Did your Win Theme get bronze, silver or gold?

The client has a problem that it can’t solve itself. So it submits an invitation to tender (ITT) in order to discover the best available solution to that problem. In order to attract the client’s attention, a bid writer needs to have the most compelling solution to that problem, and that should all be encapsulated in the Win Theme which needs to run through the entire bid proposal.

Brainstorm the problem

If you are having trouble coming up with a win theme, consider the client. Is it a public sector tender or for a private company?

  • What does the client want?
  • Why do they want it?
  • What are the client’s priorities?
  • What are the client’s long term goals?
  • What worries the client?
  • What skills or products do I have that can answer those questions for the client?

Focus on the client

The client’s problem isn’t going to be solved by a detailed description of your company, its history and achievements, or even the quality of your general services. It needs a specific solution, which your bid writer’s win theme should address. Is there one primary focus – cost, regulatory compliance, innovation?

What can you offer the client that beats your competitors?

Make it the theme of your bid proposal

Once you’ve decided on a win theme, weave it through your document – not just the executive summary. Your bid writers should emphasise how your technical solutions reflect the theme. Highlight how your solution will allow the client to meet the goals you have identified.

If you or your bid writers are having trouble finding a compelling win theme, Win that Bid can help you find the answer!

Tender checklist – Reviewing you tender

Once you have written your tender the importance of reviewing it cannot be overstated.  Although you may feel sure that you have met all specifications these mistakes are among the most common reasons for bids being rejected.  Here is a checklist to help.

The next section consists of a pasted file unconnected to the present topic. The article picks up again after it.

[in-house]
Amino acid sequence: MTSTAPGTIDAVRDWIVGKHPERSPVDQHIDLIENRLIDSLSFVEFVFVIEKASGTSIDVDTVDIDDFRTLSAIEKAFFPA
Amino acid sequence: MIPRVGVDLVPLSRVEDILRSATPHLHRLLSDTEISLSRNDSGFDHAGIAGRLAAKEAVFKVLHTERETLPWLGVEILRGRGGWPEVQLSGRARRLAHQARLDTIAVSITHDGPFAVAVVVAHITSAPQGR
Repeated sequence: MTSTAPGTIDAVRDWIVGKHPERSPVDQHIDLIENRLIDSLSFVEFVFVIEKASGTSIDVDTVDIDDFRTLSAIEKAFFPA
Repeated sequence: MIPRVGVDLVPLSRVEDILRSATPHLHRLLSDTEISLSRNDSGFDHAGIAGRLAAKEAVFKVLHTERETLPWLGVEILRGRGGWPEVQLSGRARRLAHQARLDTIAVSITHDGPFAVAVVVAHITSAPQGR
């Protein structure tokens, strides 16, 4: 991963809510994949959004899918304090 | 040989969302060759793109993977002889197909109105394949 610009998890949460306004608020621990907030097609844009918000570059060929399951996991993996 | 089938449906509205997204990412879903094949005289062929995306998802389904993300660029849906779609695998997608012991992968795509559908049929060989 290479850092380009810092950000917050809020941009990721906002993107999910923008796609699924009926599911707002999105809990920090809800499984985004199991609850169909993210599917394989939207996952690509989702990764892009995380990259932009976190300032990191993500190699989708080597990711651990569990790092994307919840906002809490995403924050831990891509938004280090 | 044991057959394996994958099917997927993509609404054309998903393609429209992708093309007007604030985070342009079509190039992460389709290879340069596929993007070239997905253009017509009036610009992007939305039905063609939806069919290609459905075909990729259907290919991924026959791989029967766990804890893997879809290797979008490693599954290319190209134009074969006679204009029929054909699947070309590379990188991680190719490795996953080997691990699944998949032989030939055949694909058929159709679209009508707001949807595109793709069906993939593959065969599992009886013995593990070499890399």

• Be critical of what you have written, there is always room for improvement.
  • Make sure everything included is consistent.  When cutting and pasting text have any formatting changes arisen?
  • Have you used uniform and correct font, size and formatting throughout?  Does the style and order of your document meet with the requirements?
  • Seek written permission if you want to include any additional information about your company which is relevant and may help your bid.  Add these as appendices.
  • Number your paragraphs and ensure the accuracy of your contents page so everything can be easily located.
  • Create a front cover with the project title, date, name of organisation requesting the tender and the name of your own organisation.
  • Confirm that there are signatures wherever required, by the correct member of your company.
  • Once you feel sure that you have completed the document hand it to a colleague to check for spelling, punctuation, grammar and meaning
  • Consider getting the document professionally printed and bound if the client has requested it in hard copy.

Choosing the right opportunities for your business

Part of the art of tendering is choosing the right opportunities for your company.  The tendering process is used with the buyer in mind and not the supplier.  You need to make sure that you have the following in place and you also need to be confident that you can win the tender.  Your confidence needs to be based on reality which is backed up by your documentation and writing a compeling case with the buyer in mind.

Is my company big enough?